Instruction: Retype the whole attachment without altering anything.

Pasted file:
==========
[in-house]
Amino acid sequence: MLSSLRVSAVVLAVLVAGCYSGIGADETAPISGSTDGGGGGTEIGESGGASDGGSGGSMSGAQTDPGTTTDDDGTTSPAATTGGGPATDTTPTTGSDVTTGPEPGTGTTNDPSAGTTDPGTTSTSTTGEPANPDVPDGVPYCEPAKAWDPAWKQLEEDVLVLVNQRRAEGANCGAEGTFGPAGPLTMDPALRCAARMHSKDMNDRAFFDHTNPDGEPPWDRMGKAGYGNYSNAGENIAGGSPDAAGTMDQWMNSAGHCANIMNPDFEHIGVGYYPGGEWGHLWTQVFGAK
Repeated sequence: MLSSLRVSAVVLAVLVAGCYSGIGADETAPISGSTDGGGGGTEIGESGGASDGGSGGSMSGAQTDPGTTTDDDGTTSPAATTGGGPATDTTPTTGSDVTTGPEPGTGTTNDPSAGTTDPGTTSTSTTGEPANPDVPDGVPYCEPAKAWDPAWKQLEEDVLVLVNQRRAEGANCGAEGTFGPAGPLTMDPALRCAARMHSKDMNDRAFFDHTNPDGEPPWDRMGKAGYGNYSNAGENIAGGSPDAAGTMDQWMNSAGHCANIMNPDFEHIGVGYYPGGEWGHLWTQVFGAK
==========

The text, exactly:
[in-house]
Amino acid sequence: MLSSLRVSAVVLAVLVAGCYSGIGADETAPISGSTDGGGGGTEIGESGGASDGGSGGSMSGAQTDPGTTTDDDGTTSPAATTGGGPATDTTPTTGSDVTTGPEPGTGTTNDPSAGTTDPGTTSTSTTGEPANPDVPDGVPYCEPAKAWDPAWKQLEEDVLVLVNQRRAEGANCGAEGTFGPAGPLTMDPALRCAARMHSKDMNDRAFFDHTNPDGEPPWDRMGKAGYGNYSNAGENIAGGSPDAAGTMDQWMNSAGHCANIMNPDFEHIGVGYYPGGEWGHLWTQVFGAK
Repeated sequence: MLSSLRVSAVVLAVLVAGCYSGIGADETAPISGSTDGGGGGTEIGESGGASDGGSGGSMSGAQTDPGTTTDDDGTTSPAATTGGGPATDTTPTTGSDVTTGPEPGTGTTNDPSAGTTDPGTTSTSTTGEPANPDVPDGVPYCEPAKAWDPAWKQLEEDVLVLVNQRRAEGANCGAEGTFGPAGPLTMDPALRCAARMHSKDMNDRAFFDHTNPDGEPPWDRMGKAGYGNYSNAGENIAGGSPDAAGTMDQWMNSAGHCANIMNPDFEHIGVGYYPGGEWGHLWTQVFGAK